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Bliggick

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  1. Yes, I guess I could do that if I could remove it without damaging it. Better still, remove the cap from the broken knob. Because as you can see, the font doesn't match the other knobs and you should be able to see the letters are not even spaced evenly. The whole point of my post is that I paid for Gibson USA quality and I suspect I was sold import quality parts, like somebody at Gibson just thought (to quote their classic phrase) that this "is good enough". It's like paying for steak and getting hamburger.
  2. That's what I have to ask myself from my experience. A few years back I bought a new black Gibson USA SG Standard. A marvelous guitar. Anyway, I managed to damage one of the black reflector volume knobs. No problem, I thought: the store where I bought the guitar carries lots of Gibson parts. I then bought a blister pack of 4 black reflector knobs proudly branded Gibson USA. When I got home and went to replace the knob I noticed something was off. On close inspection the knob didn't match at all. "Volume" printed on the reflector top didn't match, the font was smaller. And overall the quality of the plastic was less and the white numbering did not line up the same as the knobs already on the guitar. The space between the M and the E is too wide also. It was however a perfect match for the knobs on an Epiphone that I also owned. So what's going on here? Is Gibson selling cheaper import parts for Epiphone as Gibson USA replacement parts? I have to wonder. And you can't say the USA knobs changed over time because this was within 2 years after I bought the guitar. See photo. The knob that doesn't match is lower left neck volume. Note font and number alignment. Sorry, the guitar is also due for good cleaning and string change.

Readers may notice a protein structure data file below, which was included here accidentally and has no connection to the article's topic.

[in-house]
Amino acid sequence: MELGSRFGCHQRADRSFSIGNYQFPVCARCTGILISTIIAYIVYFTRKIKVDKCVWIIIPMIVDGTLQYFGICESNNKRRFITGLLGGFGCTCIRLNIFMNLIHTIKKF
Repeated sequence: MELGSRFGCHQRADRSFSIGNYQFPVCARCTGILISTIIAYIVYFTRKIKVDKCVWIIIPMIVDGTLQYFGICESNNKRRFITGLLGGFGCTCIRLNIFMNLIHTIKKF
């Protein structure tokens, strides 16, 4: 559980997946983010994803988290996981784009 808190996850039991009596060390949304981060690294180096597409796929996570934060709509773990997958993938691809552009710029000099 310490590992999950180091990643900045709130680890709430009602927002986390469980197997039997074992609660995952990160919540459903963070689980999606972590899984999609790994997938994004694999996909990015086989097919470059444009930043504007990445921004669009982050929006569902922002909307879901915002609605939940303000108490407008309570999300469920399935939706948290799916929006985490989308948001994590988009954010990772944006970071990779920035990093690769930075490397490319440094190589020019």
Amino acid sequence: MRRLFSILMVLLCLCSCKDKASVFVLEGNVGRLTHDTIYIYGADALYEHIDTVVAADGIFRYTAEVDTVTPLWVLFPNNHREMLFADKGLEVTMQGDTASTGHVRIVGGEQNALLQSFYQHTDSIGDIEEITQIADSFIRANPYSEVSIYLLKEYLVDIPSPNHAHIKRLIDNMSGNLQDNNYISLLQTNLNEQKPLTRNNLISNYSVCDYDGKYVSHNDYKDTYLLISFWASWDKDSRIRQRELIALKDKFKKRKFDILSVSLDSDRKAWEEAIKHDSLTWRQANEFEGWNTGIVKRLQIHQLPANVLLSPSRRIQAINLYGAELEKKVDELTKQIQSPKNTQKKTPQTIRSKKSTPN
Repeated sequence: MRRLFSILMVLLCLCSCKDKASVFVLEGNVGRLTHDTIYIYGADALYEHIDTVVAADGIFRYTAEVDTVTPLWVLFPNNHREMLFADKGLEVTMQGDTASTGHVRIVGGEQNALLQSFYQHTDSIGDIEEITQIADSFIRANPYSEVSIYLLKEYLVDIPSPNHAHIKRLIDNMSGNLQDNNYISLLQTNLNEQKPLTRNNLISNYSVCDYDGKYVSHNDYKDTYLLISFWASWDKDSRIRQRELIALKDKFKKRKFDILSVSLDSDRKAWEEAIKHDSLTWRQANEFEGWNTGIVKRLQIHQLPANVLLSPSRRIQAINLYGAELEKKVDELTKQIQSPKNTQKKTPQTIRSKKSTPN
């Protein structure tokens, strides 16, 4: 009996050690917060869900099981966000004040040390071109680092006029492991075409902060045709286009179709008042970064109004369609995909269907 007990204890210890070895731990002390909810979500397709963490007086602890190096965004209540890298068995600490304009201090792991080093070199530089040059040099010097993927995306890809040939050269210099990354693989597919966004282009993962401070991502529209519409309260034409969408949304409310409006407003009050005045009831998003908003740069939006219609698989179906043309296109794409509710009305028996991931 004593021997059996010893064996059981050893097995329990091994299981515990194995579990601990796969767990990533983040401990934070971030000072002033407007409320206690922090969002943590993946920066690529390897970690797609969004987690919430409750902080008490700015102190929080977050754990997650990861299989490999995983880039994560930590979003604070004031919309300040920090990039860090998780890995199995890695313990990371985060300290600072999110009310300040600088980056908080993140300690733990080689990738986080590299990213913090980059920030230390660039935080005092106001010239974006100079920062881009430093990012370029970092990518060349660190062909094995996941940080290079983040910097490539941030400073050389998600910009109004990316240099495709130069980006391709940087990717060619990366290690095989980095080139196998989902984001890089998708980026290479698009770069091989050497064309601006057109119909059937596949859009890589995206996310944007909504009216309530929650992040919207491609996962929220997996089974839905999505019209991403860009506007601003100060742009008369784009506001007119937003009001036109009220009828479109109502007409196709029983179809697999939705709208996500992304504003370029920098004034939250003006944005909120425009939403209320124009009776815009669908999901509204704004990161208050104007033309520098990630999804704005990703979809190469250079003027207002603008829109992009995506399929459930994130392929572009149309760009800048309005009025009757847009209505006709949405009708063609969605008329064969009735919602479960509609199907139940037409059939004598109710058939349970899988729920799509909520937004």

3. 1. A Gibson True Historic 1959 Les Paul. 2. A Vox AC30HW60 60th Anniversary Hand-wired AC30 amplifier 3. A leather strap 4. A cloth woven cord 5. Fender thin celluloid picks. I'm ready to gig. I'll kick in the rest if $10,000 isn't enough.
  4. Sorry double post, please delete: It's possible that putting on a set of new, high quality strings might fix the problem. In the past I had purchased a couple of Epiphone electrics and the intonation was way out on the lower strings. Without even trying to adjust the saddles I put on new, good quality strings and the difference was like night and day. Then only minor intonation adjustments of the saddles was needed. If you sense that the strings are bad, change them.
  5. It's possible that putting on a set of new, high quality strings might fix the problem. In the past I had purchased a couple of Epiphone electrics and the intonation was way out on the lower strings. Without even trying to adjust the saddles I put on new, good quality strings and the difference was like night and day. Then only minor intonation adjustments of the saddles was needed. If you sense that the strings are bad, change them.
  6. I have one and love it. Check these two videos. I call this the "Elvis in Hollywood" model. Same dull finish, same pickguard.
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